Up-and-coming sports reporter rescues a homeless man ("Champ") only to discover that he is, in fact, a boxing legend believed to have passed away. What begins as an opportunity to resurrect Champ's story and escape the shadow of his father's success becomes a personal journey as the ambitious reporter reexamines his own life and his relationship with his family.
Samuel L. Jackson,
When young Jay Moriarity discovers that the mythic Mavericks surf break, one of the biggest waves on Earth, exists just miles from his Santa Cruz home, he enlists the help of local legend Frosty Hesson to train him to survive it.
In a town near Austin, Bliss Cavendar's strong-willed mom believes Bliss, at 17, can win pageants - the key to a happy life. Bliss isn't the beauty pageant type: she's shy, quiet, and has just one friend, Pash, her fellow waitress at a diner. Things change for Bliss when she discovers a women's roller derby league in Austin, tries out, proves to be whip fast, and makes a team. Now she needs to become someone tough on the rink, keep her parents from finding out where she goes twice a week, and do something about a first crush, on a musician she meets at the derby. Meanwhile, mom still sees Bliss as Miss Bluebonnet. Things are on a collision course; will everyone get banged up? Written by
Enticed by free t-shirts and comfortable seats, two of my friends and I made the journey to Alexandria last Saturday to catch the sneak Preview of Whip It. Upon our arrival, our expectations were not high, as none of us were fans of Drew Barrymore.
Once the movie began, however, our opinions quickly changed. Drew Barrymore may not be the best actor, but she definitely has chops at directing. Whip It is the tale of a girl who hates life in a small town so she decides to rebel by joining a roller derby team with often comedic results. The movie is much better than plot may sound. It has some cliché moments but definitely beats the standard chick flick.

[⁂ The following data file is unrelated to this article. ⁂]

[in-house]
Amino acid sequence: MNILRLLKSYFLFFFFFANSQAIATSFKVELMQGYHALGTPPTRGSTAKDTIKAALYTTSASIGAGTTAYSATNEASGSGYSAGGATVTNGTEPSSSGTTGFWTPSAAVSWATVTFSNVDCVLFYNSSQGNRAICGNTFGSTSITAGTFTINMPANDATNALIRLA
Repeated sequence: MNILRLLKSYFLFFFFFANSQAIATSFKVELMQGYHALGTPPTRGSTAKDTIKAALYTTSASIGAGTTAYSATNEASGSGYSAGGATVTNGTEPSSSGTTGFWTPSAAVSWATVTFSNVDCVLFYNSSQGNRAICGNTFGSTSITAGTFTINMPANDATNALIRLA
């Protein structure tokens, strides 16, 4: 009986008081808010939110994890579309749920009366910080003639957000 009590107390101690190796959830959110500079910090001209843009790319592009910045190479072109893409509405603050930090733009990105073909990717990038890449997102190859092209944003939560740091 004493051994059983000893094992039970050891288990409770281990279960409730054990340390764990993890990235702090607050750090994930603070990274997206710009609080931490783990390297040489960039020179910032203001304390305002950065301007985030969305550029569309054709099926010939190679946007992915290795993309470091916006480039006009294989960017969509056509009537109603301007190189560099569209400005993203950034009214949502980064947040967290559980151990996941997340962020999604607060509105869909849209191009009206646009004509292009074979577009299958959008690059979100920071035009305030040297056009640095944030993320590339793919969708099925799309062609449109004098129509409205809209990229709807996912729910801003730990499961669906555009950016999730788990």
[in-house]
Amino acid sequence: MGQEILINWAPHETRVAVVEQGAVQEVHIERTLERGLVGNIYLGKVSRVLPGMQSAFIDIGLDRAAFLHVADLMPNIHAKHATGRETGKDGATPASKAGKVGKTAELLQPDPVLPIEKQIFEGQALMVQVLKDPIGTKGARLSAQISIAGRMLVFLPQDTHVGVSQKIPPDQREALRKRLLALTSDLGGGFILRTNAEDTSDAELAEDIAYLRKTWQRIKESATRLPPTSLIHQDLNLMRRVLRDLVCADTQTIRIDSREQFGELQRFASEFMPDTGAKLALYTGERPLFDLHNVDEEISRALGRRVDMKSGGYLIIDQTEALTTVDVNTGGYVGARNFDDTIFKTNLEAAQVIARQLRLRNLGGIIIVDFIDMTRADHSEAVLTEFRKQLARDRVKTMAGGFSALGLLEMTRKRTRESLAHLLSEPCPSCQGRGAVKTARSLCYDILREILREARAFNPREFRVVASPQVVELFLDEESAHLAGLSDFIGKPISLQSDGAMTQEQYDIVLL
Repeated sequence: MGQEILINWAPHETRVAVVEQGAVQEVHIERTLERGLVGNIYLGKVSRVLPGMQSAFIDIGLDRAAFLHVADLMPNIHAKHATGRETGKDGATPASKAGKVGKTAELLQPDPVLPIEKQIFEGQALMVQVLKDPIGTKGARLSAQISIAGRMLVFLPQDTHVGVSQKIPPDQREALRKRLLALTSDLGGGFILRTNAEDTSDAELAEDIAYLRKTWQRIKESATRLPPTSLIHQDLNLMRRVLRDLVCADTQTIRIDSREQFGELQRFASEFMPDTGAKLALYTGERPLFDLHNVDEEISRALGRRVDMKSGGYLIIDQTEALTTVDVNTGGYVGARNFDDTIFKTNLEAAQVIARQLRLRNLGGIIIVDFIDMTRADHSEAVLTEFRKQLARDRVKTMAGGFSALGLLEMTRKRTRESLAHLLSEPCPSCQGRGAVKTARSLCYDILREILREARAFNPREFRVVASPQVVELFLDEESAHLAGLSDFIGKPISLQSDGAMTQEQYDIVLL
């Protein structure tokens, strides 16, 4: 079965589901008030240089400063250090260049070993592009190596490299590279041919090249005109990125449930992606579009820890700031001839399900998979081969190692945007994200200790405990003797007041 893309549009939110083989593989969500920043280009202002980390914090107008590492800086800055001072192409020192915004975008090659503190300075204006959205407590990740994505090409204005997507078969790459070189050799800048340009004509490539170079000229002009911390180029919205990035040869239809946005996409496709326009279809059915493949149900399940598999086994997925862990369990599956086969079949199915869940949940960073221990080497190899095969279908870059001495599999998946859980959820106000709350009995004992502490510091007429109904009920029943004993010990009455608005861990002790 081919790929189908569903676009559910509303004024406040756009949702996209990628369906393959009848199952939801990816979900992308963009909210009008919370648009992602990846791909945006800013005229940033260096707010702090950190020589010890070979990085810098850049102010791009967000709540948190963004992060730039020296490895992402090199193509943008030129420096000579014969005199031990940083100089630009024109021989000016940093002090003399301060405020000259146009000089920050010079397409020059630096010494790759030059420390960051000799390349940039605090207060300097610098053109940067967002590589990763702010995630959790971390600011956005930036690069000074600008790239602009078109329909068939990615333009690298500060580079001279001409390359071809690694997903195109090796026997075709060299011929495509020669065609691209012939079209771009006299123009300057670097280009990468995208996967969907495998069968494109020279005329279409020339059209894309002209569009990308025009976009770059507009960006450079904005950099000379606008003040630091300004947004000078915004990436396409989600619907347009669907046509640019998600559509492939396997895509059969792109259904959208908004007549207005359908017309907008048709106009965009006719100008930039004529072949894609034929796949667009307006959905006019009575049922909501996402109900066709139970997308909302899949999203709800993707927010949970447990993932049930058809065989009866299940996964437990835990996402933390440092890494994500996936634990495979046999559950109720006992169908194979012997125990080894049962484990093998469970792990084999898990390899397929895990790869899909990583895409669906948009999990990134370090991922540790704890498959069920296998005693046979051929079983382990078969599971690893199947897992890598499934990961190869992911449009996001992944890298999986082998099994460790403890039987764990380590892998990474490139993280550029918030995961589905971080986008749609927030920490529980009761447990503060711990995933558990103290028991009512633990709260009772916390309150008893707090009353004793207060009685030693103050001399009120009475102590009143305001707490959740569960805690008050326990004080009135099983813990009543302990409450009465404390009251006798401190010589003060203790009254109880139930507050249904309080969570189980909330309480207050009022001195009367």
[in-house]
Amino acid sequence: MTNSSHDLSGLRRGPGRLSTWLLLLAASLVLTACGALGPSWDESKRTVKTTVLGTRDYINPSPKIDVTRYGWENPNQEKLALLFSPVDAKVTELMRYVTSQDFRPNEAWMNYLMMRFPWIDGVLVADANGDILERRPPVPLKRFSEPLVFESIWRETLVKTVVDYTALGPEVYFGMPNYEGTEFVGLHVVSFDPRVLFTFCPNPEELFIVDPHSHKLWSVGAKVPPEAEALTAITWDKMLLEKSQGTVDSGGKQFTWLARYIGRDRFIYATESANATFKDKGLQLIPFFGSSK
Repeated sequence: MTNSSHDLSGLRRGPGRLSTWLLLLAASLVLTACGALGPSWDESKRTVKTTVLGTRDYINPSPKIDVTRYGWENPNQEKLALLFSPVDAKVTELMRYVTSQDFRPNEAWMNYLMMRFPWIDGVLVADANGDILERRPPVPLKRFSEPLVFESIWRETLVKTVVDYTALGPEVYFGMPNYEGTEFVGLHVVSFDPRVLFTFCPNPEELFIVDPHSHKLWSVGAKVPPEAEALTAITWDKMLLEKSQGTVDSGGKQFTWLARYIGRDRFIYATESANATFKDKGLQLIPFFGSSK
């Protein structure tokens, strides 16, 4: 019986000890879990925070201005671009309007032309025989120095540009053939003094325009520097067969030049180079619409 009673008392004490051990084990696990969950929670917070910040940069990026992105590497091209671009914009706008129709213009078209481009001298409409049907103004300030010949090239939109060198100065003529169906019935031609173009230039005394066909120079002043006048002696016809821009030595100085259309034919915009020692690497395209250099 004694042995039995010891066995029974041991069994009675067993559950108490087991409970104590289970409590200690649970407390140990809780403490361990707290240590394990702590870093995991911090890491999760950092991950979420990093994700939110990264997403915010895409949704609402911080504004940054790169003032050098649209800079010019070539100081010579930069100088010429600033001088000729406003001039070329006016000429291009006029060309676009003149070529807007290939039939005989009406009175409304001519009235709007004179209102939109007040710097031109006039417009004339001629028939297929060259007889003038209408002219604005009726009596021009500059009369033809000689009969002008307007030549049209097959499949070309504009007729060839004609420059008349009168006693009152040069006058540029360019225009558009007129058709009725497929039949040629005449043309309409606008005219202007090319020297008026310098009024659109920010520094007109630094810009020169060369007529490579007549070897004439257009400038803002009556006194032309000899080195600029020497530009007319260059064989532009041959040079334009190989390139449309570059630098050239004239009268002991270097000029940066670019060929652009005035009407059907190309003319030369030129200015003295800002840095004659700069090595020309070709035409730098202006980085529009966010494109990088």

The film had a very unique feel, shifting between humorous and hipster-esquire scenes. This also was probably my biggest problem with the movie. The comedy often reminded me of something out of an Owen Wilson film but then the dramatic scenes reminded me of something more hip than Juno. That being said, the movie was much funnier than the average chick flick.
Ellen Page is superb as usual, taking on a somewhat different role than what I've seen before. It's impossible to compare her to her role in Juno, as in Whip It she plays a much more introverted, but still conflicted girl.
Andrew Wilson was probably the funniest character in the movie. I'm actually wondering where this guy came from. The other two Wilson brothers are huge and this guy just comes out of nowhere. Hopefully we'll see more of him, as he is just as funny as Owen and Luke.
Drew Barrymore had a very small role in the movie. The few scenes she is in are certainly not ruined by her. Landon Pigg should probably stick to music, or maybe even quit that because he sucks at that. He is not an actor, and that was prevalent throughout the movie. Jimmy Fallon provided a solid array of one-liners as the quirky announcer for the games.
The rest of the cast was solid, including Marcia Gay Harden as the strict but loving mother. Juliette Lewis is good as the over-the-top, intense player who takes things way too seriously. Alia Shawkat I couldn't stand but I just can't stand her in general.
This movie definitely goes far beyond what any average chick flick would. In fact it's hard to classify it as such, as I found it good and I'm a dude. All things considered it's definitely worth checking out if you're a fan of hip movies or just comedy in general.
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